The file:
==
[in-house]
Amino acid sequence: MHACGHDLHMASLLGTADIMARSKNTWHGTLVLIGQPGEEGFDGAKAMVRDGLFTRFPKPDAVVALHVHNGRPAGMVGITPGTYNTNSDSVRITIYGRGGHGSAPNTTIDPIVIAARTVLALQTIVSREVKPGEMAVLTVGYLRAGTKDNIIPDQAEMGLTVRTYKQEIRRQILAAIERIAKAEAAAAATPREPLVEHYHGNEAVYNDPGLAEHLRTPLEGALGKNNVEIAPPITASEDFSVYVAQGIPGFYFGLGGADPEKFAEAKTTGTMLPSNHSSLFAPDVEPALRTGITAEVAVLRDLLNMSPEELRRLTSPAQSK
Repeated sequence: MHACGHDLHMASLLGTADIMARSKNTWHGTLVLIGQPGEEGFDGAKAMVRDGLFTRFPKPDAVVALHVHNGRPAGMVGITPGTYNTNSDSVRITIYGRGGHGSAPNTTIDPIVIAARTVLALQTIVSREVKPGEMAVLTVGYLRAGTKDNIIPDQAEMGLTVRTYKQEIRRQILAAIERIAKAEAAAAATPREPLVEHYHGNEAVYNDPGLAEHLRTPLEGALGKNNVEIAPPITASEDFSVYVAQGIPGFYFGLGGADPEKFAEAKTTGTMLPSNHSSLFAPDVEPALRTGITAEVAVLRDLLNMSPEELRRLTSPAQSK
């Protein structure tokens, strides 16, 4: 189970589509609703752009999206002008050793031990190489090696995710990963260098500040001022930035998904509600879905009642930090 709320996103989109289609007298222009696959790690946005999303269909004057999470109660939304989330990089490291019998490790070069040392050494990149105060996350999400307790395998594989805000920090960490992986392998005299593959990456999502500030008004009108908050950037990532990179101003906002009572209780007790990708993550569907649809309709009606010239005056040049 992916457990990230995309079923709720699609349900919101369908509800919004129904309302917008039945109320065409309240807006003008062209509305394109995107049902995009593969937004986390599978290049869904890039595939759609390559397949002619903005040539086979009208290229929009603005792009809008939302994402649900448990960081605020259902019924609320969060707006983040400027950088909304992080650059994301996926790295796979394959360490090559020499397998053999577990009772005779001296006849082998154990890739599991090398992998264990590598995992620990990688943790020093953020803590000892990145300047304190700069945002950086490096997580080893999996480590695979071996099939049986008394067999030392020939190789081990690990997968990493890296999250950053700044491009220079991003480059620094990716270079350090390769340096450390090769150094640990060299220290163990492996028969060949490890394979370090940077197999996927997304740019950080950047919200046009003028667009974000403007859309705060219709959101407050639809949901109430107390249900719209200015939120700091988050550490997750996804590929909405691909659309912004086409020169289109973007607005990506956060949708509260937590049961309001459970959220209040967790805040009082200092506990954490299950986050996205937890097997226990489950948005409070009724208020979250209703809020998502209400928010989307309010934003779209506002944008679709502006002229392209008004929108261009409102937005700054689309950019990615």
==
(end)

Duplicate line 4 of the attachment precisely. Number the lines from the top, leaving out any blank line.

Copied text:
């Protein structure tokens, strides 16, 4: 189970589509609703752009999206002008050793031990190489090696995710990963260098500040001022930035998904509600879905009642930090 709320996103989109289609007298222009696959790690946005999303269909004057999470109660939304989330990089490291019998490790070069040392050494990149105060996350999400307790395998594989805000920090960490992986392998005299593959990456999502500030008004009108908050950037990532990179101003906002009572209780007790990708993550569907649809309709009606010239005056040049 992916457990990230995309079923709720699609349900919101369908509800919004129904309302917008039945109320065409309240807006003008062209509305394109995107049902995009593969937004986390599978290049869904890039595939759609390559397949002619903005040539086979009208290229929009603005792009809008939302994402649900448990960081605020259902019924609320969060707006983040400027950088909304992080650059994301996926790295796979394959360490090559020499397998053999577990009772005779001296006849082998154990890739599991090398992998264990590598995992620990990688943790020093953020803590000892990145300047304190700069945002950086490096997580080893999996480590695979071996099939049986008394067999030392020939190789081990690990997968990493890296999250950053700044491009220079991003480059620094990716270079350090390769340096450390090769150094640990060299220290163990492996028969060949490890394979370090940077197999996927997304740019950080950047919200046009003028667009974000403007859309705060219709959101407050639809949901109430107390249900719209200015939120700091988050550490997750996804590929909405691909659309912004086409020169289109973007607005990506956060949708509260937590049961309001459970959220209040967790805040009082200092506990954490299950986050996205937890097997226990489950948005409070009724208020979250209703809020998502209400928010989307309010934003779209506002944008679709502006002229392209008004929108261009409102937005700054689309950019990615």